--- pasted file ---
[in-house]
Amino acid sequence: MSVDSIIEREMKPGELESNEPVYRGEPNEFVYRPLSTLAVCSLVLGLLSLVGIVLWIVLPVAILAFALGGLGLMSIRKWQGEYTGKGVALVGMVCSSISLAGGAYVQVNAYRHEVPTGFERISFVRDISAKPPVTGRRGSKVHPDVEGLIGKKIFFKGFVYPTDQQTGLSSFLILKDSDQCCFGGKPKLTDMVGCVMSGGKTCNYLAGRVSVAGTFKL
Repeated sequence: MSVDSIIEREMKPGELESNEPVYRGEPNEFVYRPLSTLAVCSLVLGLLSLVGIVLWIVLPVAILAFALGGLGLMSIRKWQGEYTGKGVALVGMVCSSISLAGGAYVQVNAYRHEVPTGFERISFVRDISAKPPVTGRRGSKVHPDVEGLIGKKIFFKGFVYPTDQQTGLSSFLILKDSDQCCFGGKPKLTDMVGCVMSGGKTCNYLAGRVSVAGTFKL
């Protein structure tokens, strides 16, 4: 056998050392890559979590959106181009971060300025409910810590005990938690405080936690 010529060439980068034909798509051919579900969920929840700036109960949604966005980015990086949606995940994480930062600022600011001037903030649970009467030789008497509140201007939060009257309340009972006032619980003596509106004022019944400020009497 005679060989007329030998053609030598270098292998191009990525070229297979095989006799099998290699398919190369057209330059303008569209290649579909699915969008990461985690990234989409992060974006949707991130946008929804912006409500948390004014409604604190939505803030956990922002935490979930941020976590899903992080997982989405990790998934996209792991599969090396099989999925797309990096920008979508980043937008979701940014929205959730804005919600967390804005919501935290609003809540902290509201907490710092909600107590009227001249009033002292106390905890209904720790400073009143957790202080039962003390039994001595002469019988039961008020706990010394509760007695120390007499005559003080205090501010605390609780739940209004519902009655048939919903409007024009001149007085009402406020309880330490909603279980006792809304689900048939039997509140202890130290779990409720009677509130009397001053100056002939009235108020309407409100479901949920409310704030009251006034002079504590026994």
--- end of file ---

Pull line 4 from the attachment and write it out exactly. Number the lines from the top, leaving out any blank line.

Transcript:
């Protein structure tokens, strides 16, 4: 056998050392890559979590959106181009971060300025409910810590005990938690405080936690 010529060439980068034909798509051919579900969920929840700036109960949604966005980015990086949606995940994480930062600022600011001037903030649970009467030789008497509140201007939060009257309340009972006032619980003596509106004022019944400020009497 005679060989007329030998053609030598270098292998191009990525070229297979095989006799099998290699398919190369057209330059303008569209290649579909699915969008990461985690990234989409992060974006949707991130946008929804912006409500948390004014409604604190939505803030956990922002935490979930941020976590899903992080997982989405990790998934996209792991599969090396099989999925797309990096920008979508980043937008979701940014929205959730804005919600967390804005919501935290609003809540902290509201907490710092909600107590009227001249009033002292106390905890209904720790400073009143957790202080039962003390039994001595002469019988039961008020706990010394509760007695120390007499005559003080205090501010605390609780739940209004519902009655048939919903409007024009001149007085009402406020309880330490909603279980006792809304689900048939039997509140202890130290779990409720009677509130009397001053100056002939009235108020309407409100479901949920409310704030009251006034002079504590026994």